Response to Inferential Questions by Early Intermediate, Intermediate, and Early Advanced English Language Learners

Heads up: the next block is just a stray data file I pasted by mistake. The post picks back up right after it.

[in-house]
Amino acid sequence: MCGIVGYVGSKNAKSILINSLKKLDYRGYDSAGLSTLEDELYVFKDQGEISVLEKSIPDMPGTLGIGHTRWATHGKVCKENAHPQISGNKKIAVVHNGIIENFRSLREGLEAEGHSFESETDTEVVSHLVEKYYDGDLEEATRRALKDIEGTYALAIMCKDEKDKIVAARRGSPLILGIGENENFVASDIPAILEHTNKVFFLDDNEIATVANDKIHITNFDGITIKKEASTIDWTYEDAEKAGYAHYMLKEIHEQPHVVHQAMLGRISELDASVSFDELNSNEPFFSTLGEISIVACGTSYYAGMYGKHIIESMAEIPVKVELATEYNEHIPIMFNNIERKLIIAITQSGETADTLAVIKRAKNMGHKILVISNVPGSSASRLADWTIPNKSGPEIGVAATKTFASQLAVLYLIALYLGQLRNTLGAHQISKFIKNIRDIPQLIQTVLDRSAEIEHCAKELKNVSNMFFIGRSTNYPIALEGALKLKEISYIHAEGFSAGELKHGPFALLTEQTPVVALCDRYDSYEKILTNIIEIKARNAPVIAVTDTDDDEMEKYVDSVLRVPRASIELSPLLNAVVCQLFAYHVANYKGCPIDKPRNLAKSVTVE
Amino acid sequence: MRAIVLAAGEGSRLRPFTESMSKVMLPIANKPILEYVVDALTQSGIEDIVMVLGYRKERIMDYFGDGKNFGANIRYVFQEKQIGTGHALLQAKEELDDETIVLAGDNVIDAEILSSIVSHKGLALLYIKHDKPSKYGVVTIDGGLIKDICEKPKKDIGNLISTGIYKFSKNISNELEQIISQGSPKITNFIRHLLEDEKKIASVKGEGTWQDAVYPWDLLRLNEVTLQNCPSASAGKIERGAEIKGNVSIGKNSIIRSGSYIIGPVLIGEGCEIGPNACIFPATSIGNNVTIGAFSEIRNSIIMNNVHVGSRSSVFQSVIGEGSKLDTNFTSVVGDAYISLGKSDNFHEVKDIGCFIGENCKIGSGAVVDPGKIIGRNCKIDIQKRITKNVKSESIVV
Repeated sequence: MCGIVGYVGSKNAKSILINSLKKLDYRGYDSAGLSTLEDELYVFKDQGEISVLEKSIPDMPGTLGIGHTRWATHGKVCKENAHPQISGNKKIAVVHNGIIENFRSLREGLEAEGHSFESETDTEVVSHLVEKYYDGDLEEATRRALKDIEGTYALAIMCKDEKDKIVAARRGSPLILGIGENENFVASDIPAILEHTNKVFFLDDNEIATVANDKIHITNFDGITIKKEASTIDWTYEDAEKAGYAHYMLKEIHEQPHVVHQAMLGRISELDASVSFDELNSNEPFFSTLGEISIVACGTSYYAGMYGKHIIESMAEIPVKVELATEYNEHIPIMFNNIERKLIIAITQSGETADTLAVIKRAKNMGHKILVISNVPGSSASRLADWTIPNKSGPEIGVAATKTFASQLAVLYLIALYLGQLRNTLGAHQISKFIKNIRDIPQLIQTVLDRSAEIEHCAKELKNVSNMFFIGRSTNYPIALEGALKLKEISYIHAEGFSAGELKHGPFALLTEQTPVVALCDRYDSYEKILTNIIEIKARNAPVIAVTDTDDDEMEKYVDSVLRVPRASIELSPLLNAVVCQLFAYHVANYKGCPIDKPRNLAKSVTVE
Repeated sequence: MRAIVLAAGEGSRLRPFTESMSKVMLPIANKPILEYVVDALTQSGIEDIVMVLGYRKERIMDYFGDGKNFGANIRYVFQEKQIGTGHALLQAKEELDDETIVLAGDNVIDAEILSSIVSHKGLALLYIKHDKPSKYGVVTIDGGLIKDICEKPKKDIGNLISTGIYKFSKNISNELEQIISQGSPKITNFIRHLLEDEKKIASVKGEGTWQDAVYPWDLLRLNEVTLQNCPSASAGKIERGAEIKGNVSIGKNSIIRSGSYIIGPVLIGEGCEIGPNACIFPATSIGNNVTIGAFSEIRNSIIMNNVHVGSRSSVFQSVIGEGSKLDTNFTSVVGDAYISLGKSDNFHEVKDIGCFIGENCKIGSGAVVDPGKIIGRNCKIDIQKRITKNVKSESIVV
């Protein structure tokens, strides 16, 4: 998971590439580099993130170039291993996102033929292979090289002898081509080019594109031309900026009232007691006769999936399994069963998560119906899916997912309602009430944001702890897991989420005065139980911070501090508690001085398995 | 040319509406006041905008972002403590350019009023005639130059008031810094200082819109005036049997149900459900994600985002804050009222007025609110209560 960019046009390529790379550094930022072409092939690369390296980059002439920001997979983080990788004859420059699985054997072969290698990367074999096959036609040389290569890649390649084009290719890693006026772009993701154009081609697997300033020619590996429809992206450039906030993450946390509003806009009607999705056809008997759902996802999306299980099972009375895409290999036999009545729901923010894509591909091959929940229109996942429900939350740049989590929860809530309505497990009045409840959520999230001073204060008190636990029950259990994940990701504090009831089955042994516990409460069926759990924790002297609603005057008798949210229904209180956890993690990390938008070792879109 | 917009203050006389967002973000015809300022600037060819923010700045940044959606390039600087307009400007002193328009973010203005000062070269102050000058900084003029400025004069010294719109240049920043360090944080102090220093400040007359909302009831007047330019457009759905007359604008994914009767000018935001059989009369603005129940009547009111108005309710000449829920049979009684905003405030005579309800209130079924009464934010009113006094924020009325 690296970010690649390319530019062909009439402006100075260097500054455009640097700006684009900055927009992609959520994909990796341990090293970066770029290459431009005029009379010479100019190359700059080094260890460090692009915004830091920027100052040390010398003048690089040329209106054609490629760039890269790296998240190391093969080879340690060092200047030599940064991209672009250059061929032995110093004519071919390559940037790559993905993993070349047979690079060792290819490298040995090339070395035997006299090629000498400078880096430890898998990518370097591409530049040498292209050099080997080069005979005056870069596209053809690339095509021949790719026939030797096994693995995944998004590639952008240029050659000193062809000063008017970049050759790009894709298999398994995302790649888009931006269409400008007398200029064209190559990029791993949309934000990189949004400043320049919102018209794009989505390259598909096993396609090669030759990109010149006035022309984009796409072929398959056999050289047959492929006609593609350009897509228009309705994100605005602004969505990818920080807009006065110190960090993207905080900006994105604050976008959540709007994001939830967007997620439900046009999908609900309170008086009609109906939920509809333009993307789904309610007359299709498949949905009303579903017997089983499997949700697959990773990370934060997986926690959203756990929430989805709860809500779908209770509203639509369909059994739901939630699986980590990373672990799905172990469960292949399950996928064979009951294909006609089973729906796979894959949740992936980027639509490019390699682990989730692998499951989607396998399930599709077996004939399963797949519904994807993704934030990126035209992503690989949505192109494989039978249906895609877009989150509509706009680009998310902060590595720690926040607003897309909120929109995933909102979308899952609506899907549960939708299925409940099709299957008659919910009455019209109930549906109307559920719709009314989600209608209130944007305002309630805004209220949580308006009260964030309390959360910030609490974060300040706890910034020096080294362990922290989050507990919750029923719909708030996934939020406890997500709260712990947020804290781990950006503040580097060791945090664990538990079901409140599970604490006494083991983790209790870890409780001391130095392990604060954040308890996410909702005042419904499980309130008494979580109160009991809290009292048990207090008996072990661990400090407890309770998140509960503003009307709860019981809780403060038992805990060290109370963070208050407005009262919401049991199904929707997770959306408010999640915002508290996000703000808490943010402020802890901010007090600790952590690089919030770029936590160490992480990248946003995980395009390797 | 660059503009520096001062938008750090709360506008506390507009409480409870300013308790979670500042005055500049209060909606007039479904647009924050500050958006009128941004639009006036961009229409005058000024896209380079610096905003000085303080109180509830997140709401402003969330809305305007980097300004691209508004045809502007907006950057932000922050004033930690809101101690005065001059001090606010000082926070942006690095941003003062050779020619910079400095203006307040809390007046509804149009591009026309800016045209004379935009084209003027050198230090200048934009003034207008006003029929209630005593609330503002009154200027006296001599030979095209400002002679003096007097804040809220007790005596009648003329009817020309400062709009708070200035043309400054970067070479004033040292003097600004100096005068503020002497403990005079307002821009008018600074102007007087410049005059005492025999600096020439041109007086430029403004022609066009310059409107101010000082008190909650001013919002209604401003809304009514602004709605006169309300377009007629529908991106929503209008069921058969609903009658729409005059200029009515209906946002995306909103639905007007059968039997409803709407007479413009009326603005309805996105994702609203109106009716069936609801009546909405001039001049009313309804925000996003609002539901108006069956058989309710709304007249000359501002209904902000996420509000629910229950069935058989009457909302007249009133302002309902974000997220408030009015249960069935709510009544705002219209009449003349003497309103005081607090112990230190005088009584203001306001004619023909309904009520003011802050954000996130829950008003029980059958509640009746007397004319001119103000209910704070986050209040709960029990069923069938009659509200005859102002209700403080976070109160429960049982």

Abstract This qualitative study was conducted with five Mexican American English language learners with varying degrees of English language acquisition. The study took place in Lake Elsinore, California. When the researcher began the process of answering the question of why English language learners at the early intermediate, intermediate, and early advanced level of English language acquisition failed to respond or responded erroneously to inferential questions: the researcher formulated a hypothesis. The researcher held the belief that the reason English language learners struggled with inferential questions was due to the underdevelopment of primary academic language which is embedded in the language acquisition device. As a result, points of language transfer from Spanish to English were diminished and could not be used for comprehension needs. As grounded theory was adopted, the underdevelopment of the language acquisition device hypothesis was abandoned. Informed by Cem Alptekin’s work on nativized and non nativized text and their affect on inferential comprehension with second language learners and Luis Moll’s research on how to implement prior knowledge and experiences into the classroom compelled the researcher to look elsewhere for answers. Data from field jottings and descriptive field notes were coded and tabulated. The hypothesis that emerged from the study was the overall English language learner inferential comprehension performance hypothesis. This hypothesis states that students at the early intermediate and intermediate levels of English language acquisition respond inferentially correct a greater number of times after reading nativized (culturally relevant) text as opposed non nativized (non cultural) text. On the other hand, emerging early advanced English language learners and early advanced English language learners respond inferentially well with both nativized and non nativized text.